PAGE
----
3/1/17
The Harsh Reality of Religion-Driven Sex Ed in America

Pantsuit Nation, the private Facebook group of around 4 million members, was originally created as online camaraderie for Hillary Clinton supporters in the 2016 election but has since morphed into a sort of support group for progressives facing trying times under the Trump administration. The following is a recent post to the group from a midwestern parent who gave us permission to republish it here. We believe her story is important because, for those of us living in more evolved towns, cities and states, it’s easy to forget that ill-informed, alternative-fact-based sex eduction still exists across this country, wreaking havoc on the sexual development, understanding and empathy of young people.

A few months ago I started a battle that I was not sure I could win. I found out that my children’s public school uses a pro-life organization to teach sex ed in middle school (grades 6-8). There are so many levels of wrong with this program.

First of all, by controlling access to the lessons, they make it very difficult to dissent or complain or even know about what is taught. I am on my third round of viewing the lessons, and I still have yet to see updated sources (which they make difficult to see).

The lessons taught include:

  • If a girl starts making out with a boy, this boy will be ready for sex and he will have a difficult time stopping if she asks him to stop (called “the 12 Steps to Intimacy”)
  • The “proper age” to start having sex is 20-28
  • Sex outside of marriage damages the bonding function in your brain and you will not be able to bond with your spouse
  • Boys use love to get sex and girls use sex to get love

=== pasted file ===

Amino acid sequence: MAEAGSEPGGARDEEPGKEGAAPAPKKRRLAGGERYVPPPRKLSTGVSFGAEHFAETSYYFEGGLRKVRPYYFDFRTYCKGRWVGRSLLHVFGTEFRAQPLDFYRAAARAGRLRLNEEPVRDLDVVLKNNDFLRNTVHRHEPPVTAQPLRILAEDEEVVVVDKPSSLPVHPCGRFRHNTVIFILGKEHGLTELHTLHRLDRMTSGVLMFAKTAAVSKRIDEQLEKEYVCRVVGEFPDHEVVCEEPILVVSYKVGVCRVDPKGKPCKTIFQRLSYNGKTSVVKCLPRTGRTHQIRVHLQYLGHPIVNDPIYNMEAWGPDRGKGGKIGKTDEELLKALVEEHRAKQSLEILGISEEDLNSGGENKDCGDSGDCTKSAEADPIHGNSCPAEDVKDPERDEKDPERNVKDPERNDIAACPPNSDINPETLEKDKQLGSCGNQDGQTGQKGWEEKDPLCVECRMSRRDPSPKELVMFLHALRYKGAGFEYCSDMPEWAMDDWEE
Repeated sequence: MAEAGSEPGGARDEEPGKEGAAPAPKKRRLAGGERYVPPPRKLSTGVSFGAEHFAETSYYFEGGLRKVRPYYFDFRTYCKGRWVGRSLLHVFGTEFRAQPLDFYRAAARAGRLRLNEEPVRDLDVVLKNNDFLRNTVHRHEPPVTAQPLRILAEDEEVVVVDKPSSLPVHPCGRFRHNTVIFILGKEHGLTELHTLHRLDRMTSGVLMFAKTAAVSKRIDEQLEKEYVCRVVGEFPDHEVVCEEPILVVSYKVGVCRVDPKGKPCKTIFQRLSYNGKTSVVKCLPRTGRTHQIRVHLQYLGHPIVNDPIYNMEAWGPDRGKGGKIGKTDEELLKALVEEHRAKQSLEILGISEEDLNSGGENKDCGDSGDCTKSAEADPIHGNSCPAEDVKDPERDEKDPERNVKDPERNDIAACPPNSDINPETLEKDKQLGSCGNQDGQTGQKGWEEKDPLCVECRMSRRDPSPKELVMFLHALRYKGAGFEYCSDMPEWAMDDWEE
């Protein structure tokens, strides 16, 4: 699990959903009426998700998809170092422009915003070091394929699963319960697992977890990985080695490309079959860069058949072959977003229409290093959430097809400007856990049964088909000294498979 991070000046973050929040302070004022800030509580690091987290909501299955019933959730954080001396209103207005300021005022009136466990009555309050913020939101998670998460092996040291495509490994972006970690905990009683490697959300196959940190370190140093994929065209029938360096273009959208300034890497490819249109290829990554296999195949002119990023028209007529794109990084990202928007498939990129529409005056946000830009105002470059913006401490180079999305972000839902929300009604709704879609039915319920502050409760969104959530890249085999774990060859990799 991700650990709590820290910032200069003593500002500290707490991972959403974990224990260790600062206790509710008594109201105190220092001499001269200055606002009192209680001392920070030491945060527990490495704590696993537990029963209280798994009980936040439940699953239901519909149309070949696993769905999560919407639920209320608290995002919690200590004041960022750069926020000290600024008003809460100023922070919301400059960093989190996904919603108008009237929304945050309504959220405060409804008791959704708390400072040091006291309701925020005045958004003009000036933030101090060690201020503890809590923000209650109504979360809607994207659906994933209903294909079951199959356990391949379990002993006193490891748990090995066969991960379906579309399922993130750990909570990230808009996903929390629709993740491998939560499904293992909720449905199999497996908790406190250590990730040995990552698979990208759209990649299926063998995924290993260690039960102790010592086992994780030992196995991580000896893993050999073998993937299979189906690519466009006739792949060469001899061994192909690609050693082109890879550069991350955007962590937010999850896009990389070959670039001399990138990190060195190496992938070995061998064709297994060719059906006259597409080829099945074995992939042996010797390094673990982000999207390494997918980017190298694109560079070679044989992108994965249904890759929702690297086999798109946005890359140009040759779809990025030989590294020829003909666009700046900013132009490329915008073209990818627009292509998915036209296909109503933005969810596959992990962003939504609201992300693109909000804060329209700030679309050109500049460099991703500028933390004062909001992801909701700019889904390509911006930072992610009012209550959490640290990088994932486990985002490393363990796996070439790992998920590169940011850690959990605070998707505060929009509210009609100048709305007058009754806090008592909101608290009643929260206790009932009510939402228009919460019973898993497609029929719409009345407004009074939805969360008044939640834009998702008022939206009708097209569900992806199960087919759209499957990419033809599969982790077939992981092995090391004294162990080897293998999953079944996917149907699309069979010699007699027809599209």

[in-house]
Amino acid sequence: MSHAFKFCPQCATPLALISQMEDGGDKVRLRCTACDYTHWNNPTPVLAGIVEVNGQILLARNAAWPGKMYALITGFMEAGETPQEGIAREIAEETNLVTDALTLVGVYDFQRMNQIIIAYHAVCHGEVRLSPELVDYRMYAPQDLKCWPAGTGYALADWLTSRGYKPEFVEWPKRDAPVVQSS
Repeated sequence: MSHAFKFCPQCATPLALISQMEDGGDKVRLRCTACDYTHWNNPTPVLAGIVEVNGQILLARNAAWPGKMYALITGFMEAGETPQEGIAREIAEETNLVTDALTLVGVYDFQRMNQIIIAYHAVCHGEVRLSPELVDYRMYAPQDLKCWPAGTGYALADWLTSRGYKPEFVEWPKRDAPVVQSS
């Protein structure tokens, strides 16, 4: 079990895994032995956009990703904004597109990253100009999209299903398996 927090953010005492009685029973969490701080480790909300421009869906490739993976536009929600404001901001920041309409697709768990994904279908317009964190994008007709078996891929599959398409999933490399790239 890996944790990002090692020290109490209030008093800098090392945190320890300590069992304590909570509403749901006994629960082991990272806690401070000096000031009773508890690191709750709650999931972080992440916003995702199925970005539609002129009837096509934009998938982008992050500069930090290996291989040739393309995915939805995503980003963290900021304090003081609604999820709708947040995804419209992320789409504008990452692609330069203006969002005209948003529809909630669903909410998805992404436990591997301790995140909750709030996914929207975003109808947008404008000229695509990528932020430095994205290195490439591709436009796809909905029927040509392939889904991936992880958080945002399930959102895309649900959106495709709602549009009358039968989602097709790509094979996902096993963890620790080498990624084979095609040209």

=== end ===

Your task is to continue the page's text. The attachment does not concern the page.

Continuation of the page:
All the while, this religious center is promoted in the introduction, conclusion, paper work, and on every slide shown in the classroom. I am told that the group that comes into the school is “educational only and does not promote religion,” but all they are teaching is that sex waits until marriage.

What about those who don’t get married? What about protecting yourself in a normal sexual relationship? What about anyone in the LGBTQ community?

I have gathered a few parents and friends who agree. But this fight? It sucks. The district doesn’t seem to care that they are teaching rape culture. They just make “requests” for the program, and act like they have no power. Some days I feel like I am losing this battle, and some days I have no idea what to do. They are great at technicalities for following the law, and people seem to ignore that the STD rates in my area have been going up in the past 10 years, the same ten years this program has been in my public school.

Today is one of those days that I feel a bit hopeless. Some parents don’t like the religious aspect and talk about that. Some don’t like the abstinence aspect or that the information is not all medically accurate, but don’t mind the religious part. So the parents are starting to split up and question things. In the end, it should be about what is best for the students. And that is why I continue the fight.

I just needed to vent this morning. Thank you for listening.

 

Does your kid’s in-school sex ed suck?
10 Practical Ways Parents Can Offer Better Sex Ed



2 Comments

  1. This program sounds like a law suit waiting to happen. I wouldn’t be surprised if it comes to the school at no cost, and they take at face value the belief that it doesn’t promote religion. The group promoting themselves in the material raises a red flag (without even considering what they are teaching). This example also shows the need for parents to be proactive in educating their children.

    1. It seems like this is a tactic of religious groups: create programs for schools that are inoffensive (at least to the majority of parents) and offer them for little to no money. Lo’s own school had an assembly promoting the power of forgiveness — how can you argue against forgiveness?! — but it’s run by the Bruderhof, a religious sect (some call a cult) where women defer to the authority of the menfolk. I think it was fairly benign (our school made sure no religious recruitment would be happening) but in more traditional christian communities where many people DO think church and state should NOT be separated, we imagine you get a lot more faith-based (anti-science) programs that must be pretty hard to fight.

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